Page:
Gum disease: causes, symptoms and treatments of periodontitis

Written by: Top Doctors®
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Edited by: Top Doctors®

Symptoms and treatment of gum disease. 

periodontitis

 

 

What can cause a gum infection?

Periodontitis is a bacterial infection caused by the build-up of dental plaque, which destroys the tissue and bone supporting the teeth, leading to gum inflammation (gingiva), and receding and bleeding gums.

 

What are the symptoms of periodontitis?

The earliest sign of periodontitis disease is bleeding gums, or gingivitis, which occurs when brushing the teeth or naturally. Other symptoms of the gum infection include the loosening and movement of both the tooth and the gingiva (gum) which exposes more teeth, as well as new gaps between teeth known as ‘black spaces’ or ‘loopholes’. There may even be discharge, a bad taste, a chronic smell (halitosis) and phlegm. The development of gum abscesses can also be a sign of periodontitis.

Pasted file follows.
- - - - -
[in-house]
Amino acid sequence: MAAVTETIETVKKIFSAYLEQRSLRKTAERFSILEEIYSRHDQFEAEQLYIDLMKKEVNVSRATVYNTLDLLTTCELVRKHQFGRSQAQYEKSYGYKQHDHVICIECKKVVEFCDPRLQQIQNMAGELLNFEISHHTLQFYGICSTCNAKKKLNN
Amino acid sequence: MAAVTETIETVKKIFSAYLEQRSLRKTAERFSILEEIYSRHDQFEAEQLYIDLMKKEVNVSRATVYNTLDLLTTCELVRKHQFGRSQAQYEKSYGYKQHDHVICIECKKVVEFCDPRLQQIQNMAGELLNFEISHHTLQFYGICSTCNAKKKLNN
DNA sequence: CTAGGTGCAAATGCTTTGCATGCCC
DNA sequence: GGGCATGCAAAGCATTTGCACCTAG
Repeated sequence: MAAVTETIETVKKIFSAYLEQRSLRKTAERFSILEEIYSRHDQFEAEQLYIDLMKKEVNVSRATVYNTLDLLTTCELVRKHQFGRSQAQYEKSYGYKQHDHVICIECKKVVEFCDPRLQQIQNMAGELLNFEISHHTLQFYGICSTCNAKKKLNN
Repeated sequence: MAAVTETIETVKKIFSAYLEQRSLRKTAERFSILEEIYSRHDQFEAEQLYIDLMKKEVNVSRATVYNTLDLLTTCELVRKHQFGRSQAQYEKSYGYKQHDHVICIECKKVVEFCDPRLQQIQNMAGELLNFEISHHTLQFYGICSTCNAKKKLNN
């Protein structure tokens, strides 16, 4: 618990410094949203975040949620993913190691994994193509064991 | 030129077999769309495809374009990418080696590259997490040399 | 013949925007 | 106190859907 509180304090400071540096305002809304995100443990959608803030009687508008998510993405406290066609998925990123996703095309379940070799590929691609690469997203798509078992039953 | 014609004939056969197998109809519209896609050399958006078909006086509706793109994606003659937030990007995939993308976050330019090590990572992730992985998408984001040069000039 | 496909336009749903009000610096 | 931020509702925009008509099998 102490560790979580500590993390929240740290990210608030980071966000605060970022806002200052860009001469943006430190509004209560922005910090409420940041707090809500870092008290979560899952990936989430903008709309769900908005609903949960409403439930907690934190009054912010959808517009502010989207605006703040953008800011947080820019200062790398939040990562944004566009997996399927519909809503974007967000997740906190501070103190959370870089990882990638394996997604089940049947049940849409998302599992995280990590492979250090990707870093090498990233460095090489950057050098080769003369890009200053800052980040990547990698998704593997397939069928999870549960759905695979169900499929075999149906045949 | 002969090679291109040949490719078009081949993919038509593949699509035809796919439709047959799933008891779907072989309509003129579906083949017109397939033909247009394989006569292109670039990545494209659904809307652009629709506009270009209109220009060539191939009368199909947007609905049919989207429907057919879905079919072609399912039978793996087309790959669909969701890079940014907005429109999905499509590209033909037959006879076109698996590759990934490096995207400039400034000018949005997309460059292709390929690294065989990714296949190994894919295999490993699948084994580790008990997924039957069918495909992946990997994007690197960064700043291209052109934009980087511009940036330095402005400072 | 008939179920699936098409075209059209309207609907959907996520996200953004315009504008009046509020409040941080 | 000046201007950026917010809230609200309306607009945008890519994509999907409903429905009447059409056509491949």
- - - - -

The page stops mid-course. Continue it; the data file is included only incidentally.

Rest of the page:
How is periodontitis disease treated?

There are three stages to gum infection treatment, firstly an oral hygienist gives the mouth a thorough clean and scrapes the gums to reduce infection. The second stage removes bags and regenerates gingiva and bone, if possible, with minimally invasive surgical procedures. The third and final stage is maintenance, which is absolutely necessary to prevent any further gum disease.

 

Is gum disease contagious?

There is no definitive answer to this question but periodontitis is caused by the bacteria and mucus found under the gums and in saliva. Some studies show that after 10 years of cohabitation some of these bacteria are transmitted between partners. Everyone has the bacteria that causes low-level periodontitis and it is the bacterial overgrowth, accumulation of plaque and genetic susceptibility, which generates infection.

 

How can I keep my gums healthy after treatment?

Years of research on periodontitis treatment show that daily oral hygiene practices, such as flossing and brushing, are essential and without maintenance the treatment does not work. Patients who are susceptible to gum disease should commit to a routine check-up with an orthodontist every four to six months for the rest of their lives.

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 Topdoctors

By Topdoctors
Dentistry